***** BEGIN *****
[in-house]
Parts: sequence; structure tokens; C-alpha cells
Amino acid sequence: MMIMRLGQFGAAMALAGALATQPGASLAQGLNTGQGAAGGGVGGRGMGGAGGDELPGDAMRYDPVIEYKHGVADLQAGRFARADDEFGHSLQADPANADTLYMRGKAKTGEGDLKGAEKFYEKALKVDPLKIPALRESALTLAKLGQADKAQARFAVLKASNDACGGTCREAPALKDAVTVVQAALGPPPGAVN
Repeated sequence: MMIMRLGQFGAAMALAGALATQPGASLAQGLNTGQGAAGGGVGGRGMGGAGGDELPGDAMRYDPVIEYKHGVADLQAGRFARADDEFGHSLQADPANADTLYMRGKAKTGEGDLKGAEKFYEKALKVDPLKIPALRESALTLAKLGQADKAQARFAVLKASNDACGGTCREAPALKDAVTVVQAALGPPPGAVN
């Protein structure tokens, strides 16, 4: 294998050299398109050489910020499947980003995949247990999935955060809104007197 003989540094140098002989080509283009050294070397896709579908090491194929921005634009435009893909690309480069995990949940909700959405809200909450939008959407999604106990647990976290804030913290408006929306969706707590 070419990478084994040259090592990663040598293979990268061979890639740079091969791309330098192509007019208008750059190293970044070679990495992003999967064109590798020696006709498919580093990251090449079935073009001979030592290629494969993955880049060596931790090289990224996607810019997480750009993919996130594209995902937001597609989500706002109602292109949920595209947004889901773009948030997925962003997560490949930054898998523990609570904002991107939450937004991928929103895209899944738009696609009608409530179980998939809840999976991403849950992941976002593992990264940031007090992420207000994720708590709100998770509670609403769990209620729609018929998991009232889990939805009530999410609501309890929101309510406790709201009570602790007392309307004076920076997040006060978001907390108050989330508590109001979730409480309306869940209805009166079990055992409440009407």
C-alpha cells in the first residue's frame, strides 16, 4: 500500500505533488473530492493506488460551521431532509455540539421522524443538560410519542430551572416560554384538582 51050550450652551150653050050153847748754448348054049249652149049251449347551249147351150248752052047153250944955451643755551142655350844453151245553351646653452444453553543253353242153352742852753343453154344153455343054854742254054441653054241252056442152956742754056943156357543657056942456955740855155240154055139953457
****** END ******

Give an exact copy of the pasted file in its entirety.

[in-house]
Parts: sequence; structure tokens; C-alpha cells
Amino acid sequence: MMIMRLGQFGAAMALAGALATQPGASLAQGLNTGQGAAGGGVGGRGMGGAGGDELPGDAMRYDPVIEYKHGVADLQAGRFARADDEFGHSLQADPANADTLYMRGKAKTGEGDLKGAEKFYEKALKVDPLKIPALRESALTLAKLGQADKAQARFAVLKASNDACGGTCREAPALKDAVTVVQAALGPPPGAVN
Repeated sequence: MMIMRLGQFGAAMALAGALATQPGASLAQGLNTGQGAAGGGVGGRGMGGAGGDELPGDAMRYDPVIEYKHGVADLQAGRFARADDEFGHSLQADPANADTLYMRGKAKTGEGDLKGAEKFYEKALKVDPLKIPALRESALTLAKLGQADKAQARFAVLKASNDACGGTCREAPALKDAVTVVQAALGPPPGAVN
């Protein structure tokens, strides 16, 4: 294998050299398109050489910020499947980003995949247990999935955060809104007197 003989540094140098002989080509283009050294070397896709579908090491194929921005634009435009893909690309480069995990949940909700959405809200909450939008959407999604106990647990976290804030913290408006929306969706707590 070419990478084994040259090592990663040598293979990268061979890639740079091969791309330098192509007019208008750059190293970044070679990495992003999967064109590798020696006709498919580093990251090449079935073009001979030592290629494969993955880049060596931790090289990224996607810019997480750009993919996130594209995902937001597609989500706002109602292109949920595209947004889901773009948030997925962003997560490949930054898998523990609570904002991107939450937004991928929103895209899944738009696609009608409530179980998939809840999976991403849950992941976002593992990264940031007090992420207000994720708590709100998770509670609403769990209620729609018929998991009232889990939805009530999410609501309890929101309510406790709201009570602790007392309307004076920076997040006060978001907390108050989330508590109001979730409480309306869940209805009166079990055992409440009407």
C-alpha cells in the first residue's frame, strides 16, 4: 500500500505533488473530492493506488460551521431532509455540539421522524443538560410519542430551572416560554384538582 51050550450652551150653050050153847748754448348054049249652149049251449347551249147351150248752052047153250944955451643755551142655350844453151245553351646653452444453553543253353242153352742852753343453154344153455343054854742254054441653054241252056442152956742754056943156357543657056942456955740855155240154055139953457